Other Common Names
Goldenrod Gall Moth, Goldenrod Gallmaker
Synonyms and other taxonomic changes
Originally described as Gelechia gallaesolidaginis by Riley in 1869.
Explanation of Names
From Latin gallae- "of gall(s)" + solidaginis- "of Goldenrod"
This species is found in galls on the stems of Goldenrod (Solidago)
The larvae feed on two species of Goldenrod: Solidago altissima and Solidago gigantea
The female lays her eggs in dead leaves on, or in the leaf litter around, the goldenrods, where they stay dormant through the winter. The larva hatches in the spring, seeks out a plant, and burrows into the stem. Its presence causes the goldenrod to form a tumor-like structure called a gall, which encloses the larva and provides food for it. During the summer the larva pupates inside the gall, emerging in early fall to mate and lay eggs.
Pupa inside a gall
Recent genetic studies seem to show that populations that feed on one species are different from those that feed on the other- even though there's no other way to tell them apart. This could eventually lead to the formation of two different species.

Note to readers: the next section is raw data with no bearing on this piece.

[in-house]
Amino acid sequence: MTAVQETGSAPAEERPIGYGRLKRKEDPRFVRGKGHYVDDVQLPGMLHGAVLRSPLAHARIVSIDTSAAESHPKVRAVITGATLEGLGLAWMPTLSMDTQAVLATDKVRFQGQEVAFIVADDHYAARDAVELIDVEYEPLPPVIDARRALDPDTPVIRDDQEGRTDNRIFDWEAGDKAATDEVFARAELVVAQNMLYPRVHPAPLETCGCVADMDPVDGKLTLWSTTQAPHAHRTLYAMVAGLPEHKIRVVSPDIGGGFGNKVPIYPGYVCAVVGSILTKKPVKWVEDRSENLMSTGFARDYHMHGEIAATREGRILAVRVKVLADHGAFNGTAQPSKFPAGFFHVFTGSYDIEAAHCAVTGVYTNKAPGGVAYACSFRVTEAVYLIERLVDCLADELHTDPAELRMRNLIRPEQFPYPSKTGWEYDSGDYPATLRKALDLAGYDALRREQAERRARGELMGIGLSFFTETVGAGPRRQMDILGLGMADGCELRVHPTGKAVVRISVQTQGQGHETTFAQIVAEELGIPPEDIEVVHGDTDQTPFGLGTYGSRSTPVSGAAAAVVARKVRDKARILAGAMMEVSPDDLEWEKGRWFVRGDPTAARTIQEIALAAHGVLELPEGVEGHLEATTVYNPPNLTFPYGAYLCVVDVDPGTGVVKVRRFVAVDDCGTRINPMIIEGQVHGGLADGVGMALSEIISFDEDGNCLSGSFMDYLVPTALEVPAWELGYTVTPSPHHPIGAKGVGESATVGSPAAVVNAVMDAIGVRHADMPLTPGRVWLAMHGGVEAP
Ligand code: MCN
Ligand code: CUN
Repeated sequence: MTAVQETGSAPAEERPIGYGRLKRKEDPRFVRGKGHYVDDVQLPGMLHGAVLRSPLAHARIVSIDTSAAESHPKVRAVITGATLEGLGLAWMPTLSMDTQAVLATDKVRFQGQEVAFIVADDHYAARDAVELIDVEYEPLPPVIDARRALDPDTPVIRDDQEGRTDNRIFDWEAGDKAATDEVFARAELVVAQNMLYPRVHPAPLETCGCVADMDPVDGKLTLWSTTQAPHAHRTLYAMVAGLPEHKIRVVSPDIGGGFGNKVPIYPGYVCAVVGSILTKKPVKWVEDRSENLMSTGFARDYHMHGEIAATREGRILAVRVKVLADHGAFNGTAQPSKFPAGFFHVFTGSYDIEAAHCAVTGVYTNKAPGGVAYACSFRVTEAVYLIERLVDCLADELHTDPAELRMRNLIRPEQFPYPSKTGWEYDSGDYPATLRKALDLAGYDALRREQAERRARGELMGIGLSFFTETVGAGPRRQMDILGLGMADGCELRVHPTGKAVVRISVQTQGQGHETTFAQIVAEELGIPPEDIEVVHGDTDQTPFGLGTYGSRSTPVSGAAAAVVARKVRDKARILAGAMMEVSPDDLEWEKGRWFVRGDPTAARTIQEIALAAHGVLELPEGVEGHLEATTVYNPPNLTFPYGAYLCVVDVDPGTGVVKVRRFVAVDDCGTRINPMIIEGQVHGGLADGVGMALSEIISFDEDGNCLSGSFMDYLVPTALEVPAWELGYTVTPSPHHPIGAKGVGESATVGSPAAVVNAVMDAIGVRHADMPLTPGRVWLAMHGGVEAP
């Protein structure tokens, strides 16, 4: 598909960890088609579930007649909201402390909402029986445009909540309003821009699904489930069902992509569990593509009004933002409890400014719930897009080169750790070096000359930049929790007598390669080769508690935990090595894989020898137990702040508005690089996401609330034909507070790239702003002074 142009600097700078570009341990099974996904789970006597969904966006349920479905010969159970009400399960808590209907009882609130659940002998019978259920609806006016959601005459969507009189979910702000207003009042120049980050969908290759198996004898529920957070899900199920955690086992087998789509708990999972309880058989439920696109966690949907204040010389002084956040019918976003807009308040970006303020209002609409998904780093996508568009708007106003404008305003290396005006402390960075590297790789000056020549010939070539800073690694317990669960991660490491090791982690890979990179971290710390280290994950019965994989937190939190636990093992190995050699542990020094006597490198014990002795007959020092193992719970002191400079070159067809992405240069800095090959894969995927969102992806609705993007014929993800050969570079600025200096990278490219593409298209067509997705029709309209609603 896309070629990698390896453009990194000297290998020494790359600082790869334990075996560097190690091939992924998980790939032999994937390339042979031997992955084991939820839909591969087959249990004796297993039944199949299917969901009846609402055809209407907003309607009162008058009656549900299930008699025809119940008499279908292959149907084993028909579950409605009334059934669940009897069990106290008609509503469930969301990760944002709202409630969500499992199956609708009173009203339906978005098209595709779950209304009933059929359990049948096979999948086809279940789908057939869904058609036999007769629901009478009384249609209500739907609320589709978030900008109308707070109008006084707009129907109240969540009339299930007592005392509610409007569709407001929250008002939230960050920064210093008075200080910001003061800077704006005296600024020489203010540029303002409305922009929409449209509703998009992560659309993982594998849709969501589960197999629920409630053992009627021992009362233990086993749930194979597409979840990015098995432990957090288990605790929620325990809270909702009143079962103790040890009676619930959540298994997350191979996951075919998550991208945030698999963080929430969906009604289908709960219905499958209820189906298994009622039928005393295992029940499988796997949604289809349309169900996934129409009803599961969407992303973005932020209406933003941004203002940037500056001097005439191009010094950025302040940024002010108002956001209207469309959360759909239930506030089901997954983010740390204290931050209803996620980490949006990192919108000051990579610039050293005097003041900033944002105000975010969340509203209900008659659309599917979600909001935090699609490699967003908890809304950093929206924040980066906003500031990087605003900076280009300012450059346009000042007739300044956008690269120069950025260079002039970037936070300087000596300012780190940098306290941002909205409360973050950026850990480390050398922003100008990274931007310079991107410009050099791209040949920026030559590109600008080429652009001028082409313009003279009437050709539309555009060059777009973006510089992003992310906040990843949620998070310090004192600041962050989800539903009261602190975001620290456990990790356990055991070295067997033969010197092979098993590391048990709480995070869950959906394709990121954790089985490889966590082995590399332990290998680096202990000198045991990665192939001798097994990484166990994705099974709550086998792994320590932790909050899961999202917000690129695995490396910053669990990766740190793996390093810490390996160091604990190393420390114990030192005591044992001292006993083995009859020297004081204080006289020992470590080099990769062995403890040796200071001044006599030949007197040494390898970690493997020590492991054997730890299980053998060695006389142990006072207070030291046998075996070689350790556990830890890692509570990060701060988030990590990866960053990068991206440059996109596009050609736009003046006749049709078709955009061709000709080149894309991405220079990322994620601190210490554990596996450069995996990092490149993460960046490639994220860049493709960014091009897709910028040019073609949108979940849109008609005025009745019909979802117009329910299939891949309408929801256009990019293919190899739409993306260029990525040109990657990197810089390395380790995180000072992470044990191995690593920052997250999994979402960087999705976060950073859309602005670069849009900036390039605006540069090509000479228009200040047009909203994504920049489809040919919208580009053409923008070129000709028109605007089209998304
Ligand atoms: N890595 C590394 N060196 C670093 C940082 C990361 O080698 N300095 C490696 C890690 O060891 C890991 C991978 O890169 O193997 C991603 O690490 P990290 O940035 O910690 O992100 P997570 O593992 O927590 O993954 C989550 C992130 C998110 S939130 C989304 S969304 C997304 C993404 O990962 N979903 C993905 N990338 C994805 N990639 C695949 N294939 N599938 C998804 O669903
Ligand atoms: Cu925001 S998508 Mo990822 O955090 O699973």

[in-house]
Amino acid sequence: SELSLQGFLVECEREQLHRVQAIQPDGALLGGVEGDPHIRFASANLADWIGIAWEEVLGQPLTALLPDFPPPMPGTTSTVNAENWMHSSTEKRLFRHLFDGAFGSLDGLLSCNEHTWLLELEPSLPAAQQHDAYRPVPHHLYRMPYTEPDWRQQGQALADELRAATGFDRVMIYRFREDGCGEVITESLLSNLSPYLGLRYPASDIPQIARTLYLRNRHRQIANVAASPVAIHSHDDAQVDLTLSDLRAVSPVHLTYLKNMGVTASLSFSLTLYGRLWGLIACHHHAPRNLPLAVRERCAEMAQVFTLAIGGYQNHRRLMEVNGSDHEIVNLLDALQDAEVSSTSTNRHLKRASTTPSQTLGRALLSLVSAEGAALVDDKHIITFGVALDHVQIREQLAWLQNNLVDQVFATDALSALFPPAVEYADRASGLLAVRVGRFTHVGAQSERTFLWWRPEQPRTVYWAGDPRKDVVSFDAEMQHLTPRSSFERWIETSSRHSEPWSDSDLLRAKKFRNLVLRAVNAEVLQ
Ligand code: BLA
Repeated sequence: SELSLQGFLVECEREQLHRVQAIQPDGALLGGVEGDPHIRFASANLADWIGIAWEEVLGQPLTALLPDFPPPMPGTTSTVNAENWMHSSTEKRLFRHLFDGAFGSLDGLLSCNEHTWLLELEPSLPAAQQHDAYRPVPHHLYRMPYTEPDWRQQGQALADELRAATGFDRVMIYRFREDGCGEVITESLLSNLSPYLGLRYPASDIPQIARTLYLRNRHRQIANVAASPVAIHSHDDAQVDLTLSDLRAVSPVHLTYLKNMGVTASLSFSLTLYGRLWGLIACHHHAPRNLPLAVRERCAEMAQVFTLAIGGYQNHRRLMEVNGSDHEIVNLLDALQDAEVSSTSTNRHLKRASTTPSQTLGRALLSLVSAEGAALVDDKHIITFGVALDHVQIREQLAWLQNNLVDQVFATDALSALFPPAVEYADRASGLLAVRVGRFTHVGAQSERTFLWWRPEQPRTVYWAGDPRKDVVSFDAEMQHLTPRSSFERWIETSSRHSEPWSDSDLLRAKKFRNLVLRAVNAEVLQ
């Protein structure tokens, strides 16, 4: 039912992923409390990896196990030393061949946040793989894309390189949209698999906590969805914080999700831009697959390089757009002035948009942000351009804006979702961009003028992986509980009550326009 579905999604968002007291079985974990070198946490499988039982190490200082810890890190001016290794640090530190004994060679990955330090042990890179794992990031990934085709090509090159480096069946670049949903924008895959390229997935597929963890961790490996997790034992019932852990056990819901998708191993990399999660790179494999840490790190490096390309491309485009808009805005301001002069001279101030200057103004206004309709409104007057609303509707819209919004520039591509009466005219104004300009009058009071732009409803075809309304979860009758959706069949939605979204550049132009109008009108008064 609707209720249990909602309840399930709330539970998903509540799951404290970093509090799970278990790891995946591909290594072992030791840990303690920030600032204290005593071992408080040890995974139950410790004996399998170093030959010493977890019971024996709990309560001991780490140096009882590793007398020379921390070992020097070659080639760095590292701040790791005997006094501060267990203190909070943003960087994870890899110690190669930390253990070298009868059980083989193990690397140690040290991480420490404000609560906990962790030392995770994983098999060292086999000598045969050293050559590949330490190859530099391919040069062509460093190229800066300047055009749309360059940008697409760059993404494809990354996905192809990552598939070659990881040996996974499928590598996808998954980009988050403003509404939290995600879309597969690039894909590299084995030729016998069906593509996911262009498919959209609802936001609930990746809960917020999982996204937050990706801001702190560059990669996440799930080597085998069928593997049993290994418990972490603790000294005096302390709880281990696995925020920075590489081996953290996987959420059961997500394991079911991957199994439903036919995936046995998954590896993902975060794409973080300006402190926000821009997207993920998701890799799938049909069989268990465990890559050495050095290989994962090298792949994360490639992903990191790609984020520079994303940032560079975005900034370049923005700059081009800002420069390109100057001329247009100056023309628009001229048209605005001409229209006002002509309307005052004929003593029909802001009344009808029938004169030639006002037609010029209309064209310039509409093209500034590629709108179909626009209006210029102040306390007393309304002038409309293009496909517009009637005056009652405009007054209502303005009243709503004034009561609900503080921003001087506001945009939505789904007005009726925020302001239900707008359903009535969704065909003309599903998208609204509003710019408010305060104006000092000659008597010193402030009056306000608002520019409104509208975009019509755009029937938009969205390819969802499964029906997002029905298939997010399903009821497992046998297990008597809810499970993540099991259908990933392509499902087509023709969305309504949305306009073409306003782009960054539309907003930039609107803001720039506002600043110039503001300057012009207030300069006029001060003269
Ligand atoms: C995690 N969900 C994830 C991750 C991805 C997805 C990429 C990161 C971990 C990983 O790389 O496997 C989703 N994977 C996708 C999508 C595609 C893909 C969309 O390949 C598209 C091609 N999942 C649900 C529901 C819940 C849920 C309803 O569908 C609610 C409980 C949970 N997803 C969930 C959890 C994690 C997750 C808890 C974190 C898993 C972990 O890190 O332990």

Another study is looking at how the caterpillars cause the galls to form, in hopes of learning how humans can modify plant growth.
Hymenopterous parasites include Chalcidoidea, Ichneumonidae and Braconidae.
Goldenrod Spherical Gall Fly
A fly that makes a similar gall on the same host:
ECOLOGICAL RELATIONSHIPS AMONG GOLDENROD PLANT AND GALL INSECTS
Winter Science Curriculum Project at State University of New York, Oswego
Functional Genomics of the Solidago insect gall system
Description of work on the biochemistry of interactions between gall insects and the goldenrod by Joe Miller of the University of Iowa. Has illustrations of the hostplant, galls and adults.